The Morrison Government will splash almost any amount of cash on almost anything remotely to do with killing people

As you might have gathered this week, the Australian Government will splash almost any amount of cash on almost anything remotely to do with killing people in other countries, including remotely killing people: $7 billion has been flagged for unmanned drones over the next decade. The 2021-22 Defence budget is a staggering $44.6 billion. Of course, that’s chump change compared to the “over $90 billion” that the nuclear submarines will cost, but it’s fair to say it’s boom time in Australia for anyone who’s in the business of making up high-tech ways to kill people.

One reason for this is that Australia now has ambitions to become a major arms manufacturer and exporter in the coming decades. Presumably exporting these tools (toys?) of death will help offset the cost of buying all those submarines?

In June, Brisbane hosted the  Land Forces Expo – a major exhibition of arms dealers from all around the world.  I went along, to see up close all the wonderful killing toys on the market for those with a mind to invade other countries and presumably inflict the occasional human rights abuse along the way.

Karen Middleton says this decision was taken after former Defence Minister Christopher Pyne became embarrassed at an Arms expo in Abu Dhabi back in 2017. The Crown Prince announced he intended to visit the Australian stand. Imagine how poor Christopher must have felt when he had to find chairs and beg for coffee from the Austrians! Pyne was so mortified that when he got home he made the decision to spend a lot more money promoting our defence exports. Presumably some of that was spent on a coffee machine. 

As you might expect, the Land Forces Expo attracted its fair share of protestors. As I approached the police line protecting attendees from the rabble outside banging pots, pans, blowing vuvuzelas, and shouting into megaphones, one of the protesters enquired: “Are you going in there too are you? Well, fuck you! Have a good time!”

Inside I was confronted with more white men in white shirts, navy blazers, and RM Williams boots in one place than I’d ever seen before. But it was the men in green, black, and red uniforms that were most confronting. They were from Kopassus, the Indonesian special forces regiment. The West Papuans among the protesters told me later they were “chilled” to see them entering the expo. This is because, as The Guardian reported in May, “Kopassus… have been accused of terrorising, torturing and murdering the people of West Papua”.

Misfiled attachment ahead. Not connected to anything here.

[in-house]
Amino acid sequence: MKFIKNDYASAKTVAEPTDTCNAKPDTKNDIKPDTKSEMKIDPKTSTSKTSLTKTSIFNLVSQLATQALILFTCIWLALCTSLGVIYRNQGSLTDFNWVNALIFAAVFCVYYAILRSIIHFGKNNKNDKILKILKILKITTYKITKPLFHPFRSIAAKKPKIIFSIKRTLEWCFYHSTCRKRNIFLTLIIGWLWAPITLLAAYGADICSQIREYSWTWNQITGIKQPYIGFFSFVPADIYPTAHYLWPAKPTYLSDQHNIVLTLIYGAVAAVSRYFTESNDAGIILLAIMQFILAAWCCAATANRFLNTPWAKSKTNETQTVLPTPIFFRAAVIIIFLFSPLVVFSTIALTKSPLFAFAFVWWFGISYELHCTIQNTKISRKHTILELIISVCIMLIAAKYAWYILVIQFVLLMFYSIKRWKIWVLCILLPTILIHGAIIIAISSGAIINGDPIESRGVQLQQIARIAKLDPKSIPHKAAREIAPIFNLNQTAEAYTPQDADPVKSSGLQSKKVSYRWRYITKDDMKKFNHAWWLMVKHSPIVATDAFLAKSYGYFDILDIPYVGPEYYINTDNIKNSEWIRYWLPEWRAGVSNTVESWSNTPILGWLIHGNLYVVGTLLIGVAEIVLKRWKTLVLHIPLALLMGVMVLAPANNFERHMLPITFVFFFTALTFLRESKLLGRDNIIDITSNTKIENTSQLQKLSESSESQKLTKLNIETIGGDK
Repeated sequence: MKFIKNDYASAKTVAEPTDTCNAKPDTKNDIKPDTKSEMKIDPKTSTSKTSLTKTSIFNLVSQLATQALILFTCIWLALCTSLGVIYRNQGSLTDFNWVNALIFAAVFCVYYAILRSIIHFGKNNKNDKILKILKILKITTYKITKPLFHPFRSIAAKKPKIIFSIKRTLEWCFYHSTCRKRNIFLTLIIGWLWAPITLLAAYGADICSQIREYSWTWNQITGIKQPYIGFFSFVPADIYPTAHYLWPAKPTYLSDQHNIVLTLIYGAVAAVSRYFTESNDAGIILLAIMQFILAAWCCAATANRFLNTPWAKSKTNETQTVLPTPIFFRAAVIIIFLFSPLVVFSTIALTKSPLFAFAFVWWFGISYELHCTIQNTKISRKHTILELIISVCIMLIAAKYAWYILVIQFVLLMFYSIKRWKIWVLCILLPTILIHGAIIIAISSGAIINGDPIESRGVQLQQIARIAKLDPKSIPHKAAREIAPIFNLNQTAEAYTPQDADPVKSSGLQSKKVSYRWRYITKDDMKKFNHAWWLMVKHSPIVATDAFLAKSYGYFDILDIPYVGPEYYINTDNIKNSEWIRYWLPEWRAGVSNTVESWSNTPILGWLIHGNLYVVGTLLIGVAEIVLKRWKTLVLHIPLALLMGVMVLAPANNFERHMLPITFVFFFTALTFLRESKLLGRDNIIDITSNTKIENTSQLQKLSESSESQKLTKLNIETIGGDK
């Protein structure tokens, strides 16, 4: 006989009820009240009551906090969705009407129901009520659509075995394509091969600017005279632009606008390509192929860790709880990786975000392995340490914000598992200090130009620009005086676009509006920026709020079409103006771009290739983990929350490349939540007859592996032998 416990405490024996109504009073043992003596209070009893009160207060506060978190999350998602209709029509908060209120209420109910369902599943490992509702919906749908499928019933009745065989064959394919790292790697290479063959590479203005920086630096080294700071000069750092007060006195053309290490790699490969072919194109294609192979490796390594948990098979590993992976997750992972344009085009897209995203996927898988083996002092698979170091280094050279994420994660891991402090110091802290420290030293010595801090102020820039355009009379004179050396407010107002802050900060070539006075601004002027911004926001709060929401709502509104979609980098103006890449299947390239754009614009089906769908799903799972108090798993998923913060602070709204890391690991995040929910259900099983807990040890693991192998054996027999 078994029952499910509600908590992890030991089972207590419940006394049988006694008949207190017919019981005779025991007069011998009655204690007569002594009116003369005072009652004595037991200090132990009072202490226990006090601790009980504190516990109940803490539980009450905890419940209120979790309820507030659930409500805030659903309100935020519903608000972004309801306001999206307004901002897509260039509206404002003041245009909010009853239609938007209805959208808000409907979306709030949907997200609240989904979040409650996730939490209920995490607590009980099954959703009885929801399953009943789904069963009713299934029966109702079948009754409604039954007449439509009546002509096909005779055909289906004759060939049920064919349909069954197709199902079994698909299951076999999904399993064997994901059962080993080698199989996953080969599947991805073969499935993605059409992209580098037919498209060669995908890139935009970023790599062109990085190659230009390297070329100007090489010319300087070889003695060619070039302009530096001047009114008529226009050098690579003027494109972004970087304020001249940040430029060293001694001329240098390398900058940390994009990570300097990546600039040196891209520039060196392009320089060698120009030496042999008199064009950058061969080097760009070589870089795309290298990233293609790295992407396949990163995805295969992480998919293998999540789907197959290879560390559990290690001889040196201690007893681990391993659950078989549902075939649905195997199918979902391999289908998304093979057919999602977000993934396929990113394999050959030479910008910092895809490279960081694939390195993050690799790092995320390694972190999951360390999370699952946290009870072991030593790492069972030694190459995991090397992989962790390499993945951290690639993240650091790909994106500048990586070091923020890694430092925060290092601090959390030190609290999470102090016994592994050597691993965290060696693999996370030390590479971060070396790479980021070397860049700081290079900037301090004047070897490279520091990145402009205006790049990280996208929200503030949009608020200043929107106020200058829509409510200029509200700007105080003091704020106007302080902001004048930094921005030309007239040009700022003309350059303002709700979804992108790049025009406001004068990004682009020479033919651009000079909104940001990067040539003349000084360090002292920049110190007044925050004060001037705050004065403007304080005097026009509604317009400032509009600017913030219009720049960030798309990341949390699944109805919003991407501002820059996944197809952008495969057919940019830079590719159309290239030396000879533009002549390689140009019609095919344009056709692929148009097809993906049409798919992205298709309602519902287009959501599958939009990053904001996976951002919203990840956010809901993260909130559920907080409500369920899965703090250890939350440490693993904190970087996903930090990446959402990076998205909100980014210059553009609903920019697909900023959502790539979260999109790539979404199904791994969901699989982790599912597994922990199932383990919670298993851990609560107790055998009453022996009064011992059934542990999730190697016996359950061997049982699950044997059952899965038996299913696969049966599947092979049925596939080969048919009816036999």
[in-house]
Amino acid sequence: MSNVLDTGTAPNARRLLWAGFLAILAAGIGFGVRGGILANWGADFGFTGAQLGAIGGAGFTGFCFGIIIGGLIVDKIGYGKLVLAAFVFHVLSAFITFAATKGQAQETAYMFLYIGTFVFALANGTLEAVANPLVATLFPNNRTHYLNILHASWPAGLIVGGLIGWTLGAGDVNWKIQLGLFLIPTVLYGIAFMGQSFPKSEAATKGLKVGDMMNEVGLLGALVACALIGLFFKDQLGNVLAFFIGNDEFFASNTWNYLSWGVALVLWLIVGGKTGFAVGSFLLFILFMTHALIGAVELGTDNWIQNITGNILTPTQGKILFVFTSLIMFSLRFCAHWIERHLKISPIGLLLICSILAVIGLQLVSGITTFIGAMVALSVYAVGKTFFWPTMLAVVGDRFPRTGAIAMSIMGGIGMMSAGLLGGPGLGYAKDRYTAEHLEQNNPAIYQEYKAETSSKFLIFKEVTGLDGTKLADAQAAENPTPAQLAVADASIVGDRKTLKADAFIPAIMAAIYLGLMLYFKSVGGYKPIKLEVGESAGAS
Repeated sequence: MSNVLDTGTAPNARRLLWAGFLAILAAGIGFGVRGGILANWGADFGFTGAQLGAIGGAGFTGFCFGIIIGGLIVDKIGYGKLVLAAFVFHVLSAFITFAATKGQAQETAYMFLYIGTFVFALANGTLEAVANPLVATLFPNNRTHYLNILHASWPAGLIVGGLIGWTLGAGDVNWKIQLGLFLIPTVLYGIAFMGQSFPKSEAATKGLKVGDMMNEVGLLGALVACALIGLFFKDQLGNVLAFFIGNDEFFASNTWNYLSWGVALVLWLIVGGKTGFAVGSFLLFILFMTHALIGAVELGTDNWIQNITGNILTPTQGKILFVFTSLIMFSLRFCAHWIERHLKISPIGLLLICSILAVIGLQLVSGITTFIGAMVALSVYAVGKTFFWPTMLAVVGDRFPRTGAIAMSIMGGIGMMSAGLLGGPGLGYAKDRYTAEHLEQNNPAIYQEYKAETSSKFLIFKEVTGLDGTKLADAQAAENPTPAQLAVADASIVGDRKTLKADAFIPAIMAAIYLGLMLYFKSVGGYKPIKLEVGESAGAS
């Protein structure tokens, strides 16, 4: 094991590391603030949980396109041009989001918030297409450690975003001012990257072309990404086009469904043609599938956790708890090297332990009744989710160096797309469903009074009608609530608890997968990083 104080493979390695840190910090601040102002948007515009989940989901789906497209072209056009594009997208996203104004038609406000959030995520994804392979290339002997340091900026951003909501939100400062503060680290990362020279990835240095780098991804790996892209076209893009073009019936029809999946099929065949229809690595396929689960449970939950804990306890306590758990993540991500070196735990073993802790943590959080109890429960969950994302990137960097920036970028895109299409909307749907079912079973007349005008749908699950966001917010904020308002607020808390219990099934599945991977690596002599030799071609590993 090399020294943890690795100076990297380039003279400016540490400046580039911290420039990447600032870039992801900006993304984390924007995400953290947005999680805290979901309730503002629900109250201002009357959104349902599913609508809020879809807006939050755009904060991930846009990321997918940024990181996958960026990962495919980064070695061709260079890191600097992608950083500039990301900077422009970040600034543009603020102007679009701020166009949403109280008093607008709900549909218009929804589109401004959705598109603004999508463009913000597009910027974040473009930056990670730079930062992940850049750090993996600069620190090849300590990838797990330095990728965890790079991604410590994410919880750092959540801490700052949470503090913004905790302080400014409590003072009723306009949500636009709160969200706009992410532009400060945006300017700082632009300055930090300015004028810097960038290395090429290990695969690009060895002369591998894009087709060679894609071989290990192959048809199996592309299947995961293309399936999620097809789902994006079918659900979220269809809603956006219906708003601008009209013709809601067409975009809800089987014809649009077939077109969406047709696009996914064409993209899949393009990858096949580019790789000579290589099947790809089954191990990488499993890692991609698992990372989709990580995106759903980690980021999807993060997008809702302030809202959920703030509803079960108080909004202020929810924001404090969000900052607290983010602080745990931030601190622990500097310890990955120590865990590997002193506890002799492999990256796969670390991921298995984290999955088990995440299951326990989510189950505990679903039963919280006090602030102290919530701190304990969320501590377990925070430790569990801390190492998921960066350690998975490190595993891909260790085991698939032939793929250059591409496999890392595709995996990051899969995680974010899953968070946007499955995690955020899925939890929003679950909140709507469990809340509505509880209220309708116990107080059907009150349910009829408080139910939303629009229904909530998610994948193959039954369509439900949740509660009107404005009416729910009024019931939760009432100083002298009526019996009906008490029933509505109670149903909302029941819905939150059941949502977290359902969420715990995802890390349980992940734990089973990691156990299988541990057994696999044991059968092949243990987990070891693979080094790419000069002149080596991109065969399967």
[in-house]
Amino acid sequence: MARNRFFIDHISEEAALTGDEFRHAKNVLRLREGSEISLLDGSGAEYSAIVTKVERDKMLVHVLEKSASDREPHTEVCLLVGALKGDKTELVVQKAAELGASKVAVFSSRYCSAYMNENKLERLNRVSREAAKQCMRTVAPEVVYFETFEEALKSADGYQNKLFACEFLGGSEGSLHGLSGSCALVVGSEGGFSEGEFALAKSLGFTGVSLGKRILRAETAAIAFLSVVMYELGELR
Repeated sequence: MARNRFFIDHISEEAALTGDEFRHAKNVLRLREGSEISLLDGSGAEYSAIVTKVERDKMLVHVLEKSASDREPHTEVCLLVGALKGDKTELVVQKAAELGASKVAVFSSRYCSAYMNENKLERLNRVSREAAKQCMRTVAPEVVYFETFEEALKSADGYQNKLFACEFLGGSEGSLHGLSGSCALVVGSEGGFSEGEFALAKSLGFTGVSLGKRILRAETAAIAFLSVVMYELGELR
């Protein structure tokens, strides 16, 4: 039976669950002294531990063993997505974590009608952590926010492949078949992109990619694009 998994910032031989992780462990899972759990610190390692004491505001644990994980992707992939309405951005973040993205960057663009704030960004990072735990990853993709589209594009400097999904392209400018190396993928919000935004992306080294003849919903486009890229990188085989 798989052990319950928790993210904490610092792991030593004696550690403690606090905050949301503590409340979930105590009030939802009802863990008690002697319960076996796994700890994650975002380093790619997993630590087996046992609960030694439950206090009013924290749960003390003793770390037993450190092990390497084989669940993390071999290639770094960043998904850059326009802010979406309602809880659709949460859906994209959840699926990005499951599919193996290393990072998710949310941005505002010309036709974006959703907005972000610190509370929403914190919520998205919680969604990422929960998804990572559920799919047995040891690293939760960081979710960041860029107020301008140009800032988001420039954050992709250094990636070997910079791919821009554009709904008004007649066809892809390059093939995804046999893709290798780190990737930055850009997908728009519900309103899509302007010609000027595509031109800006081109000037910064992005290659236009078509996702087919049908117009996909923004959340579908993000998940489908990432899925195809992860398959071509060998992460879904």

In 2013, three Bushmaster armoured vehicles, made in Bendigo by Thales Australia, (Slogan: “Building a Future We Can All Trust”), were sold to Kopassus. Australia cut ties with Kopassus after the atrocities committed in East Timor, but kissed and made up after they were responsible for finding and bringing to justice the perpetrators of the Bali bombings. Aussies love going to Bali, but who gives a shit about East Timor or West Papua if they don’t have beach clubs, cheap massages, or hot yoga?

Kopassus’ presence at Land Forces was essentially Australia turning a blind eye to human rights abuses in West Papua, in the hope that it can make bank out of selling to the perps. The cynic might think this sounds an awful lot like a contravention of the Arms Trade Treaty, to which Australia is a signatory, which states that a country mustn’t sell arms to another country if it knows those arms could be used to commit human rights violations. But strict adherence to this treaty would mean Australia couldn’t sell arms to Indonesia, Israel, or Saudi Arabia, three of the countries it currently deals with. So…yeah. 

Stacey Henderson, lecturer in law at Adelaide Uni, says: “This all comes down to interpretation of the treaty obligationsThe requirement of ‘knowledge at the time of authorisation’ is a legal standard which requires knowledge of the existence of a causal link between the transfer and a forthcoming atrocity crime”. Which begs the question: why sign the bloody thing if you’re only going to find ways around it?